Wake is an elderly, successful man who has achieved his goals and now, in his old age has earned the satisfaction of possessing the light all to himself. He gets to be the boss. And he enjoys the hell out of it, holding it over his underling and reminding him to know his place every chance he gets. This dynamic is demonstrated early on as Winslow painstakingly refuels the lighthouse. The camera pans up from Winslow in the dark bowels and rises up to Wake enjoying the blinding bright light in nude ecstasy. But unbeknownst to Winslow, we see an expression of discomfort in Wake while in that lantern room. His excessively orgasmic enjoyment of the burning brightness is taking some kind of toll on him, demonstrating the dissatisfaction felt by men who have invested their entire life to achieving a career or social status that the light represents, only to feel the emptiness that those excessive riches provide them. Winslow, much like any capitalism-driven young man, is attracted to the glamor at the top and the benefits that await, ignorant to the cost such a fixation can take on the soul.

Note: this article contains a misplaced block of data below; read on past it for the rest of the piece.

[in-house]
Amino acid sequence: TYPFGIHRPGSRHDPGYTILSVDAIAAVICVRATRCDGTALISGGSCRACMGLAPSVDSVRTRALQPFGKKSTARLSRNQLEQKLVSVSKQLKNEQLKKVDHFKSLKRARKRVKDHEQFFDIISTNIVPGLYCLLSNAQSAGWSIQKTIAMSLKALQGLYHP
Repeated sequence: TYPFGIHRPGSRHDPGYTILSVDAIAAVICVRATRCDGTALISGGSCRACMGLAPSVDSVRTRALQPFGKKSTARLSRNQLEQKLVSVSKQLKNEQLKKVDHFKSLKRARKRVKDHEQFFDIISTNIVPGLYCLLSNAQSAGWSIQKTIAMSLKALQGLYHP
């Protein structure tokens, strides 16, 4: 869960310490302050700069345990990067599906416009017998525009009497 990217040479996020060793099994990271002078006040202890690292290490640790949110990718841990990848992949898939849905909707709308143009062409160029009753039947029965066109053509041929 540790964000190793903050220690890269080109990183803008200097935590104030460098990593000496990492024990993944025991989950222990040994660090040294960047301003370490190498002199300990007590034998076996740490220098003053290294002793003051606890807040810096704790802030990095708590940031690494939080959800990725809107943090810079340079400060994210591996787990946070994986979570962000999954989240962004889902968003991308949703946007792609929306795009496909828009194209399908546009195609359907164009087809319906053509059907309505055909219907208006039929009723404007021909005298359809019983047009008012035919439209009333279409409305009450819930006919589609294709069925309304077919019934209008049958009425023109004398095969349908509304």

Despite Wake’s grave warnings of the curse that comes with killing a seagull, Winslow snaps and takes his frustrations of subjugation out by smashing a particularly bothersome one to death. The second Winslow takes this step out of line from Wake’s overbearing rules and expresses anger, the camera pans up to reveal a harsh change in weather. The powers that be, mother nature herself, is not pleased. And as punishment, nature’s wrath shifts Winslow’s reality and the reality of the movie itself. From here on, whether we’re witnessing full-fledged delusion or not is anyone’s guess.